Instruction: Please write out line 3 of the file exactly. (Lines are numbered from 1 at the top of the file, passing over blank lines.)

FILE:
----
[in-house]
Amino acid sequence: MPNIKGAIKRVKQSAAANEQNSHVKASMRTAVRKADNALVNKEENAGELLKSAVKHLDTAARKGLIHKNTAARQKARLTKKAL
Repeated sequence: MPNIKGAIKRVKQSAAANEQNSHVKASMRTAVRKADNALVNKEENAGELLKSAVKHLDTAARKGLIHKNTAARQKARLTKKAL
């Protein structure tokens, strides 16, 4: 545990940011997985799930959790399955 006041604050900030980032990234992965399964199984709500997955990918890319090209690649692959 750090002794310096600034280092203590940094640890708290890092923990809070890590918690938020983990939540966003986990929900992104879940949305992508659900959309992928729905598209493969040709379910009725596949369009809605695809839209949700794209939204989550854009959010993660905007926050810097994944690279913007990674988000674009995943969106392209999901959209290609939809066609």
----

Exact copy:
Repeated sequence: MPNIKGAIKRVKQSAAANEQNSHVKASMRTAVRKADNALVNKEENAGELLKSAVKHLDTAARKGLIHKNTAARQKARLTKKAL